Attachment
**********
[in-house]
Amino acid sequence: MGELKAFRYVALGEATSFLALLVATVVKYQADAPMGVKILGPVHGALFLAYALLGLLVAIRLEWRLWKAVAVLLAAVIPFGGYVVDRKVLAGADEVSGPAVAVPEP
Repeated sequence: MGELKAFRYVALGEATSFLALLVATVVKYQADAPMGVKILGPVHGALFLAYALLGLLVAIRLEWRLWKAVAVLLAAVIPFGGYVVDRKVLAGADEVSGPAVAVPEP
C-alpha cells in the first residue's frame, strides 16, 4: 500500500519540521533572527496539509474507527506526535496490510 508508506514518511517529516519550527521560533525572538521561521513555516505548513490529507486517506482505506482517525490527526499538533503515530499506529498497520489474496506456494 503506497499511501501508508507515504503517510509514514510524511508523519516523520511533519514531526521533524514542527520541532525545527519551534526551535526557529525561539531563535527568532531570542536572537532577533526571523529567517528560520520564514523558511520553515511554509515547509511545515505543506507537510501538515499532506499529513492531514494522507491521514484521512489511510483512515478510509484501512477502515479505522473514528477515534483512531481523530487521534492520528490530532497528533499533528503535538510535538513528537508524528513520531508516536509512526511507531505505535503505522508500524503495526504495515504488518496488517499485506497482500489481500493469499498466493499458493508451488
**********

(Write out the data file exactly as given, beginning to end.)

[in-house]
Amino acid sequence: MGELKAFRYVALGEATSFLALLVATVVKYQADAPMGVKILGPVHGALFLAYALLGLLVAIRLEWRLWKAVAVLLAAVIPFGGYVVDRKVLAGADEVSGPAVAVPEP
Repeated sequence: MGELKAFRYVALGEATSFLALLVATVVKYQADAPMGVKILGPVHGALFLAYALLGLLVAIRLEWRLWKAVAVLLAAVIPFGGYVVDRKVLAGADEVSGPAVAVPEP
C-alpha cells in the first residue's frame, strides 16, 4: 500500500519540521533572527496539509474507527506526535496490510 508508506514518511517529516519550527521560533525572538521561521513555516505548513490529507486517506482505506482517525490527526499538533503515530499506529498497520489474496506456494 503506497499511501501508508507515504503517510509514514510524511508523519516523520511533519514531526521533524514542527520541532525545527519551534526551535526557529525561539531563535527568532531570542536572537532577533526571523529567517528560520520564514523558511520553515511554509515547509511545515505543506507537510501538515499532506499529513492531514494522507491521514484521512489511510483512515478510509484501512477502515479505522473514528477515534483512531481523530487521534492520528490530532497528533499533528503535538510535538513528537508524528513520531508516536509512526511507531505505535503505522508500524503495526504495515504488518496488517499485506497482500489481500493469499498466493499458493508451488